Record demand for mortgages combined with the reduced availability of qualified notaries is causing delays in real estate transactions, Forbes reported this week.
The homebuying process in the U.S. has increasingly shifted to the digital realm since the COVID-19 outbreak began, and both temporary and permanent legislation has been introduced to allow for more remote online notarization to take place.
But, as home sales rebound and refinancing increases due to lower interest rates, some lenders are struggling to cope with the increased business. The problem is that many lenders still don’t allow online notarizations which means home buyers must use in-person services as a sale cannot close without a notary in most states.
The problem is being compounded because some notaries are charging higher fees from title companies to perform the notarization, and that cost is often passed on to consumers. As such, some in the industry are calling for the adoption of digital notarization services as a permanent solution.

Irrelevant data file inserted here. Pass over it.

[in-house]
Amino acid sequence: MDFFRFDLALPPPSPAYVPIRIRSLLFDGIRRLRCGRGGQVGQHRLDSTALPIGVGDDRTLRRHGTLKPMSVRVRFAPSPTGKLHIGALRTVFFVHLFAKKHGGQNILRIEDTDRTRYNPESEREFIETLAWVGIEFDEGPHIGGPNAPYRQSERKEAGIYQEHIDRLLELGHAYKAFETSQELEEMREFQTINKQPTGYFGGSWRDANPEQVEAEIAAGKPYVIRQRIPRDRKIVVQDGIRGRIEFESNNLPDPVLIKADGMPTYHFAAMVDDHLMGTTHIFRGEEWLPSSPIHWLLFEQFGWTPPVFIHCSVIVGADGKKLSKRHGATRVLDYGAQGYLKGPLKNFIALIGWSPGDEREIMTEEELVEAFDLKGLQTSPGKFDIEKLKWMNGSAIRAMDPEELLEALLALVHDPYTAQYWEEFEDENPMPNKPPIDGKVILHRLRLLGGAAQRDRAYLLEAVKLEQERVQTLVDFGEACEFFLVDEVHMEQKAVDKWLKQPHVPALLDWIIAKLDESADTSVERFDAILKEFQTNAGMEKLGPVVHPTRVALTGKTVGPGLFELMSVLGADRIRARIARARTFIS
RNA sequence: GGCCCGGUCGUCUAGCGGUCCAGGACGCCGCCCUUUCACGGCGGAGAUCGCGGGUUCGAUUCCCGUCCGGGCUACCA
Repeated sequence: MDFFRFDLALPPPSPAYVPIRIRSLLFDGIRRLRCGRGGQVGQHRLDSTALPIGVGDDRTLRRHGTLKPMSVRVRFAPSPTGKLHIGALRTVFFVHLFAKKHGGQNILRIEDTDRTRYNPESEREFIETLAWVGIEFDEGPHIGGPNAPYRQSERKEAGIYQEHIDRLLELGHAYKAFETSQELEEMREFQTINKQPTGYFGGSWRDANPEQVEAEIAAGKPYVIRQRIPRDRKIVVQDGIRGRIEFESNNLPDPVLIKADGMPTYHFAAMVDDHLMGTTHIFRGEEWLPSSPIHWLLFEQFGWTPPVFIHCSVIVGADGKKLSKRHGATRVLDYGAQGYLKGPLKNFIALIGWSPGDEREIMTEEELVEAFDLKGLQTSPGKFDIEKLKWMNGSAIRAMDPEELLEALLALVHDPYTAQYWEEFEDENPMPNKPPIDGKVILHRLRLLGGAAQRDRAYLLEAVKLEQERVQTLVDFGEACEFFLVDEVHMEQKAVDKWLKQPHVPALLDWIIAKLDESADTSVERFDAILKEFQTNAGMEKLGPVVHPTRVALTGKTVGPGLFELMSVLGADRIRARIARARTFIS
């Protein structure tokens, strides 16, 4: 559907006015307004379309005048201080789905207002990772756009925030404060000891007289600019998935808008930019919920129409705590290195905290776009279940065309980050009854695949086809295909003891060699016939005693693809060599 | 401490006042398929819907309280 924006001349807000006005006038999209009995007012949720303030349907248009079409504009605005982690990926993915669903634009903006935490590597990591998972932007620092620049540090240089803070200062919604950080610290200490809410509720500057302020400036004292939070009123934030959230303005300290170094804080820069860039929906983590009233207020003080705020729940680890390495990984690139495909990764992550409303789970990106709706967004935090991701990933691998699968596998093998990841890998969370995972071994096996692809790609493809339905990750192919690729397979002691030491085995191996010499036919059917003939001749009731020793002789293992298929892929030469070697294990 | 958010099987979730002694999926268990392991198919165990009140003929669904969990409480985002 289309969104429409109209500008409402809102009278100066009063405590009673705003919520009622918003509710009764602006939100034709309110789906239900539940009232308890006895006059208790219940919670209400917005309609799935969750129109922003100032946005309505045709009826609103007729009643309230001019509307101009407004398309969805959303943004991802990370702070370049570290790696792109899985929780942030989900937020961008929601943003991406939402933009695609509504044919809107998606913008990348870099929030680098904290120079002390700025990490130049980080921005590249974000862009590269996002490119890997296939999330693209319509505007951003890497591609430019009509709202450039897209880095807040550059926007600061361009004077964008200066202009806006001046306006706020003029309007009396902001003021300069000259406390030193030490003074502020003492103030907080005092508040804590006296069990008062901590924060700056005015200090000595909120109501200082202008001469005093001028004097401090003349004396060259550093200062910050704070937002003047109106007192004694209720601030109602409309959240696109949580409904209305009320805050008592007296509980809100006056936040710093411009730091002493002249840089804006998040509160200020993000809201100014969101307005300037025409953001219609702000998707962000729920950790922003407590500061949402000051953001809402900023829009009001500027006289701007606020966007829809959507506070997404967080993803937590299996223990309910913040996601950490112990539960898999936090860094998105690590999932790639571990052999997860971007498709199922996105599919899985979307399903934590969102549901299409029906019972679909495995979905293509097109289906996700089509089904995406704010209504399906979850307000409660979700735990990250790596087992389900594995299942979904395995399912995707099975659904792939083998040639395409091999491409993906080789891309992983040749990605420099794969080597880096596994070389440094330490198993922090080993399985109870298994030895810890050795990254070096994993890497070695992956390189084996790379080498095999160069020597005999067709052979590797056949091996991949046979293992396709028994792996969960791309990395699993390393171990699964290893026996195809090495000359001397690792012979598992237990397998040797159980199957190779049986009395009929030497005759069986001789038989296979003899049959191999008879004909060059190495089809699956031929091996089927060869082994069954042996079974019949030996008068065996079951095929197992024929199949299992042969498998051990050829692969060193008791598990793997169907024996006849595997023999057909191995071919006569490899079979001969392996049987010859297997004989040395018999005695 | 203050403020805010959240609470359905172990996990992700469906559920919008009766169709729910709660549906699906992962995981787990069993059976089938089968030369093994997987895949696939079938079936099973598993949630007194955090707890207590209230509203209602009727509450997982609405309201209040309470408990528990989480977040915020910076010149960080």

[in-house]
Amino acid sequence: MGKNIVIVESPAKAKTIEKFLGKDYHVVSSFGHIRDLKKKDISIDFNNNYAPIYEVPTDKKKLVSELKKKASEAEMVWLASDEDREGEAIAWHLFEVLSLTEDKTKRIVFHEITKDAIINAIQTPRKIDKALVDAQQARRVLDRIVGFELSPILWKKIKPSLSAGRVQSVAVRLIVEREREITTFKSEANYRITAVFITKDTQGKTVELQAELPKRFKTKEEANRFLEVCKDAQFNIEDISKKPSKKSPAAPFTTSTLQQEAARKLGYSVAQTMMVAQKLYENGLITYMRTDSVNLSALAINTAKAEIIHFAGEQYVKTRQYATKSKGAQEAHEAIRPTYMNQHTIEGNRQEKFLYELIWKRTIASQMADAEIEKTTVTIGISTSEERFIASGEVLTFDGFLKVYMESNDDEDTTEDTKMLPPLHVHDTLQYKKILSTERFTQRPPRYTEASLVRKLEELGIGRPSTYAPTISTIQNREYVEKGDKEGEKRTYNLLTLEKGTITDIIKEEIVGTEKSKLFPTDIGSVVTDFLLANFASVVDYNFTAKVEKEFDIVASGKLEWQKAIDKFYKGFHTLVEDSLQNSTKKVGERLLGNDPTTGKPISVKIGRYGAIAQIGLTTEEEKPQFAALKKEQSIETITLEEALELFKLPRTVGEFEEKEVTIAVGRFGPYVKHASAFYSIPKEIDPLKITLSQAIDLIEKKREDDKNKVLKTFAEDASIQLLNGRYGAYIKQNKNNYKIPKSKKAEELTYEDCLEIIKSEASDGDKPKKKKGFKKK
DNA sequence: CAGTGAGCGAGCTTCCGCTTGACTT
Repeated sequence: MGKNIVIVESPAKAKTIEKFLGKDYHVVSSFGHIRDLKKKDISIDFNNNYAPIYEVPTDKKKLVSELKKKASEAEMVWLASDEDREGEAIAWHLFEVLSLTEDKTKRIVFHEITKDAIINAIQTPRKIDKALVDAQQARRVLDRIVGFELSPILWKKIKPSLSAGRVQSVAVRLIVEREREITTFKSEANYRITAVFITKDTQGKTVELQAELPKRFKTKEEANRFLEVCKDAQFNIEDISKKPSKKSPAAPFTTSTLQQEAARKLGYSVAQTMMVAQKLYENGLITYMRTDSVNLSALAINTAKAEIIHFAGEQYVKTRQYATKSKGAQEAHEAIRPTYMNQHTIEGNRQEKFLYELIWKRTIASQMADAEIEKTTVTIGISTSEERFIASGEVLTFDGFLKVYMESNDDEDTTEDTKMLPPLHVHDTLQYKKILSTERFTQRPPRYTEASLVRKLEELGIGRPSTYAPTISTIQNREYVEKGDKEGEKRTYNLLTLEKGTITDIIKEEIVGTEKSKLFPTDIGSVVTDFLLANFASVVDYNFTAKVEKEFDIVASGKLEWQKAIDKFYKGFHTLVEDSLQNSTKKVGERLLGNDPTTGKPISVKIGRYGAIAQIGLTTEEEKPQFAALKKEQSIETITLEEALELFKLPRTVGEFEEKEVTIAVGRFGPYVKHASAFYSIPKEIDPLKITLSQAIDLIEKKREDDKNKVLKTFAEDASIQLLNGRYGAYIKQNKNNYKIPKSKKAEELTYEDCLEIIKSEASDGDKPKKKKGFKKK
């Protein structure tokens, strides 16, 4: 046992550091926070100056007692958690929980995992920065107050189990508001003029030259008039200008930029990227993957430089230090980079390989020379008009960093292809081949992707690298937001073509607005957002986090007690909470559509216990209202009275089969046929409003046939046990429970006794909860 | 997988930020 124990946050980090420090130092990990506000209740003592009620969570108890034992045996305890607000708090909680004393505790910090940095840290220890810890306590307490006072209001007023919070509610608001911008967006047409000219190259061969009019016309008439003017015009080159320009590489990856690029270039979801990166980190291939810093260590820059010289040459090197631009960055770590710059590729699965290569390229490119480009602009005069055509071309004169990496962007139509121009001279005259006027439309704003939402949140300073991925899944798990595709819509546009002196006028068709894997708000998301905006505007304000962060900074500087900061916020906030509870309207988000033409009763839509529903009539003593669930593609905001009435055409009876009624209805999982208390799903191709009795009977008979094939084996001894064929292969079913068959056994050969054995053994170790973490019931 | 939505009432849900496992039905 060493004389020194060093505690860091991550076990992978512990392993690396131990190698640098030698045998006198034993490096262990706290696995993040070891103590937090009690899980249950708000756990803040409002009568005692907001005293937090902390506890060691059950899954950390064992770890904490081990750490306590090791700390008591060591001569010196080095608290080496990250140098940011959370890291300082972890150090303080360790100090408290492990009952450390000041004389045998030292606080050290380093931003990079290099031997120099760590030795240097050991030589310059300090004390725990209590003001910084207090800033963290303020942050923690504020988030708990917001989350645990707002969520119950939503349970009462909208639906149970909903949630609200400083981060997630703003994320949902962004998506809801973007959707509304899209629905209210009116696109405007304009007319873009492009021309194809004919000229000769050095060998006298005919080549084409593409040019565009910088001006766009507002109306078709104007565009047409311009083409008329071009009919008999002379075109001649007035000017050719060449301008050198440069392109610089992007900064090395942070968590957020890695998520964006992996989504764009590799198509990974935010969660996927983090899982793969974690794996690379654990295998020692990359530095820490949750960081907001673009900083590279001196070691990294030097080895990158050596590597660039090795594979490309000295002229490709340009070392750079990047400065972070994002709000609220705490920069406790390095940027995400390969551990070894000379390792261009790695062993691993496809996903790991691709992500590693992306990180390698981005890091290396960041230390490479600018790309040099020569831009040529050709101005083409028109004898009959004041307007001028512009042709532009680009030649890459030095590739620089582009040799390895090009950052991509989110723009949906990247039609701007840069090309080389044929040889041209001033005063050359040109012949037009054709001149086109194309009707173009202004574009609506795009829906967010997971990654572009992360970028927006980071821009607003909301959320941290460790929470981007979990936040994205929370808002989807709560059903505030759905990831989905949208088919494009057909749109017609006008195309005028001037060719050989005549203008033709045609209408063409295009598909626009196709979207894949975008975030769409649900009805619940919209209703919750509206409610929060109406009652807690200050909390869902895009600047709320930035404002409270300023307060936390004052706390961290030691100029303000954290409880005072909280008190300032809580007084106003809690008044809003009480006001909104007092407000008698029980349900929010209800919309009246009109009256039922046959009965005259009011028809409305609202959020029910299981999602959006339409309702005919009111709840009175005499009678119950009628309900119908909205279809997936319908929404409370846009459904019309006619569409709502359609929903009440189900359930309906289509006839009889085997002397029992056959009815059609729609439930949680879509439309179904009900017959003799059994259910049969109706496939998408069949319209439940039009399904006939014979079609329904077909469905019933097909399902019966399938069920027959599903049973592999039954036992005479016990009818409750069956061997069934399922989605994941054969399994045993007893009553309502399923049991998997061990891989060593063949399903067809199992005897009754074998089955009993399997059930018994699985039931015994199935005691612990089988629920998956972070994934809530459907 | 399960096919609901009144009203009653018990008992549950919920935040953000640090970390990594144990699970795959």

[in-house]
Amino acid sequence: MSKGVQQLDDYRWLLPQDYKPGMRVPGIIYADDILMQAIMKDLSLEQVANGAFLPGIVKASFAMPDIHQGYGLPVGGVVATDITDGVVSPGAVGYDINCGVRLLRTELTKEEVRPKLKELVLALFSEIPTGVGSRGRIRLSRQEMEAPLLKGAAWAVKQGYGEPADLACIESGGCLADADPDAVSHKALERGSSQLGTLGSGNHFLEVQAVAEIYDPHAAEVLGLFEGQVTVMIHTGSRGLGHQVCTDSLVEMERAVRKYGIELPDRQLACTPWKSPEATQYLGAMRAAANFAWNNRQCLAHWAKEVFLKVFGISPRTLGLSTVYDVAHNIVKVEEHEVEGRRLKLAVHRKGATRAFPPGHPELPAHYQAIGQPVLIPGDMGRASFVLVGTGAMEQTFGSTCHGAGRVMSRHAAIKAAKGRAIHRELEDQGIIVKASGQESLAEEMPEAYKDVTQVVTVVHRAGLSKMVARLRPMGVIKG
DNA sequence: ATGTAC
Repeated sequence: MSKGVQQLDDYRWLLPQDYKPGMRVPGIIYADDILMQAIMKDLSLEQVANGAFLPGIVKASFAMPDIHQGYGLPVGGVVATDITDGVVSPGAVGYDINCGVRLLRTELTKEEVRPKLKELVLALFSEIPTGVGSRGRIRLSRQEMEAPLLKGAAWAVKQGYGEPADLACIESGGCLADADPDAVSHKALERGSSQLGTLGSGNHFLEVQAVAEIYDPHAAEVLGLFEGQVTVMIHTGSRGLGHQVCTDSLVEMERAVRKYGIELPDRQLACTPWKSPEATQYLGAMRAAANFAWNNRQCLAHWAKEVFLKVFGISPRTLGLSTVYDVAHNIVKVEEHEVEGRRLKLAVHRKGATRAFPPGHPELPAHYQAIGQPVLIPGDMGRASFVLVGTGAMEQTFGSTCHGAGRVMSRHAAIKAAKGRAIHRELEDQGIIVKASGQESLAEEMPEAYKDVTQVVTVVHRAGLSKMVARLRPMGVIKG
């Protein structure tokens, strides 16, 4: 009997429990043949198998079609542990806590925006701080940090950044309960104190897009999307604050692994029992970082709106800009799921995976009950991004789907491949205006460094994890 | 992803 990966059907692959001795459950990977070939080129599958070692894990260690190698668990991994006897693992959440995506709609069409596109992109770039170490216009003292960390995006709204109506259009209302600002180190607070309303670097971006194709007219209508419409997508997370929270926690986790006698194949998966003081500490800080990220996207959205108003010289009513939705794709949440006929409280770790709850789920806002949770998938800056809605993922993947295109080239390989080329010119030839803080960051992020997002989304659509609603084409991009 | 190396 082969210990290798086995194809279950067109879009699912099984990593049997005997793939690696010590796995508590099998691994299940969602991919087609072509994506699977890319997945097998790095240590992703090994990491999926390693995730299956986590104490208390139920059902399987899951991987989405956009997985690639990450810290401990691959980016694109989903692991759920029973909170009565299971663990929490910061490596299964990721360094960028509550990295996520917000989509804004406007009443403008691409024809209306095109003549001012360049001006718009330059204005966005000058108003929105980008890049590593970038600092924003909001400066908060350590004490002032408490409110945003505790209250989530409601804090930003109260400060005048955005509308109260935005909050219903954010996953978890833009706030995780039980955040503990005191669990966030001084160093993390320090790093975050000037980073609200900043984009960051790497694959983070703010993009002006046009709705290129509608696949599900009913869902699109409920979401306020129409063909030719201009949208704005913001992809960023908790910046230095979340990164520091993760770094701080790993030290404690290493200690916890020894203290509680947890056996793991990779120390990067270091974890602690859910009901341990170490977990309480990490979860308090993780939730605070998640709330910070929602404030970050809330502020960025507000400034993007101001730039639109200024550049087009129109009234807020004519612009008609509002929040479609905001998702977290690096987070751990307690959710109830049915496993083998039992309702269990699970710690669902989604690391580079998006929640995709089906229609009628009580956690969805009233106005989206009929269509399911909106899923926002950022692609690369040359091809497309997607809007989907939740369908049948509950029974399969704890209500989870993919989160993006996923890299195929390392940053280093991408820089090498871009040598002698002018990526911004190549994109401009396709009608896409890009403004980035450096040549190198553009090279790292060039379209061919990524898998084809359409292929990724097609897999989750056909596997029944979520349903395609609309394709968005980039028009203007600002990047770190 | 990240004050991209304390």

“Expediency is critical in loan transactions,” said Max Simkoff, CEO of States Title, in an article in Forbes. “The longer it takes to close a loan, the higher the risk of losing the deal.”
Mortgage software firm Ellie Mae has reported that the average closing time is rising, to 46 days on average for a purchase transaction, and 49 days for a refinance.
Simkoff said the industry should adopt more technology to help close loans faster and improve customer experiences.
Notarize, a remote electronic notary backed by the National Association of Realtor’s investment arm, Second Century Ventures, said it has seen a surge in business since the pandemic. It said its business has grown more than 500% since April 1.
“If 2020 has shown us anything, it’s that digitizing transactions that have traditionally been full of friction, incredibly manual, and inconveniently in-person is not just a nice-to-have anymore – it’s a necessity,” Cristin Culver, head of communications at Notarize, said in a statement.
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